By Sandra Dunham

For someone committed to social justice, a job offer from the Museum of Human Rights must seem like a dream come true. However, recently we are discovering that the dream job might not have turned out as planned.

First, we were stunned to learn that the museum hid the LGBTQ display from children, when this request was made by religious schools. Later we were even more astonished to find that complaints of sexual harassment were discounted and ignored. While the resignation of CEO John Young is a good first step toward righting these wrongs, one must ask whether it is enough. Where is the accountability of the trustees in these matters?

The mandate of the museum is “to explore the subject of human rights, with special but not exclusive reference to Canada, in order to enhance the public’s understanding of human rights, to promote respect for others, and to encourage reflection and dialogue.” It appears, however, that the museum is willing to “enhance the public’s understanding” of only the human rights that the public supports and is prepared to skip the rights that do not correspond with the beliefs of specific visitors or staff members. It is inconceivable that a museum dedicated to protecting human rights so easily ignored the rights of the LGBTQ population and the rights of female staff exposed to sexual harassment.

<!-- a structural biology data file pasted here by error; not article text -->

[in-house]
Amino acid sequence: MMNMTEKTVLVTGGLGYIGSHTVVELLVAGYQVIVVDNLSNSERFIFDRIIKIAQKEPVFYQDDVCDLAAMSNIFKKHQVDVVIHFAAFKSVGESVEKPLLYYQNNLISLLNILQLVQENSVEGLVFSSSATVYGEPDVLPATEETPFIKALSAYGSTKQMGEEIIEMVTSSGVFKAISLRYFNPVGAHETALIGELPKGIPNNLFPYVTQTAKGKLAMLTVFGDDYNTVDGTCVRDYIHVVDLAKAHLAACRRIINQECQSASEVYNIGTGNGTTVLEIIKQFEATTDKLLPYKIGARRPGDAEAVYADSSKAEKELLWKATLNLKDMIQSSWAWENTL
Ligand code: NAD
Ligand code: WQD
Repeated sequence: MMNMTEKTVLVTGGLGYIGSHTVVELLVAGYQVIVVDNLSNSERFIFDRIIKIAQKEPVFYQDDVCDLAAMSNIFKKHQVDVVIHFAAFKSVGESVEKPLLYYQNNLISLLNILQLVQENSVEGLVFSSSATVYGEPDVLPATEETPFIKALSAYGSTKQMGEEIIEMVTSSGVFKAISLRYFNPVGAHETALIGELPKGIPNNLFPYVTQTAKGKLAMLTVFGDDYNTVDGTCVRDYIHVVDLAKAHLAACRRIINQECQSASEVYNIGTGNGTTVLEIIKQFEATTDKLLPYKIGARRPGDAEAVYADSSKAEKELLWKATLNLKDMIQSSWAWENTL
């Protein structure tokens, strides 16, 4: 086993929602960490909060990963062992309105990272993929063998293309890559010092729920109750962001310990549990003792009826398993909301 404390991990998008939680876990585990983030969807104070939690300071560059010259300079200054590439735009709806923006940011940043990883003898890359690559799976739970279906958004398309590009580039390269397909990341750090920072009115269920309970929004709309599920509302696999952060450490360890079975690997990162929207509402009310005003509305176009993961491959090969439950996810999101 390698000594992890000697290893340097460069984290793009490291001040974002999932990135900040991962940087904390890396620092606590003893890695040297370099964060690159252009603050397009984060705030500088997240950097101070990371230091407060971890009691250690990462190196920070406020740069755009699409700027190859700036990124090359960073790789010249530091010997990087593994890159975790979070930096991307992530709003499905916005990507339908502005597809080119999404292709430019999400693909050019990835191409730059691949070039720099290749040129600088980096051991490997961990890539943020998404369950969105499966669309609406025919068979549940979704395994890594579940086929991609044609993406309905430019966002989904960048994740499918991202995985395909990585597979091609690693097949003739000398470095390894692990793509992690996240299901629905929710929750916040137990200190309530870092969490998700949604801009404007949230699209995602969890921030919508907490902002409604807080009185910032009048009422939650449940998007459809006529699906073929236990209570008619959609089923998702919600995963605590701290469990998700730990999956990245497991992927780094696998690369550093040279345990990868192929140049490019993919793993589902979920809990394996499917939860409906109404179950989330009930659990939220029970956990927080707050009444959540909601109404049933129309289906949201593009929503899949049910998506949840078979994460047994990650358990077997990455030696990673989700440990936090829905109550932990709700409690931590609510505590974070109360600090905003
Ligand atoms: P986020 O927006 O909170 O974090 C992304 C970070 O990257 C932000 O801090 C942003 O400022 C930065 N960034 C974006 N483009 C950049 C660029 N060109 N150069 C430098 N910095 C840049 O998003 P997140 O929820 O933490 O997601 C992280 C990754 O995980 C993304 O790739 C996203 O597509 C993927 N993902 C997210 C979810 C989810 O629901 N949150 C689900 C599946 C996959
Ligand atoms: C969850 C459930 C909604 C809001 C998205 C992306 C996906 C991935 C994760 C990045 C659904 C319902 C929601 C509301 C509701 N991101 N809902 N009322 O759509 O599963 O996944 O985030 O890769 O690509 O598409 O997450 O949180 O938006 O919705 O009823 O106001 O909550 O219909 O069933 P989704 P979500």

The appointment of board chair Pauline Raffety appears to be another step in the wrong direction. Raffety excuses the board from responsibility for oversight, stating that “the allegations were not properly brought to the attention of the board of trustees.” Trustees have a responsibility for oversight. The correct response from a truly contrite board would be an acknowledgement of their failure to ensure that the mission and values of the organization were reflected in the work of staff.

One of the museum’s values is to be “A credible and balanced learning resource.” Can it ever hope to regain the credibility it has lost in these events? How does the action of this one Canadian Institution reflect on Canada, in the eyes of the world?

CFIC will continue to monitor this situation with the hopes that the museum can correct past wrongs, rebuild lost trust, and help all Canadians to value the diversity that makes this country strong. We hope that all employees and volunteers of the museum can work safely and be a part of this important Canadian institution.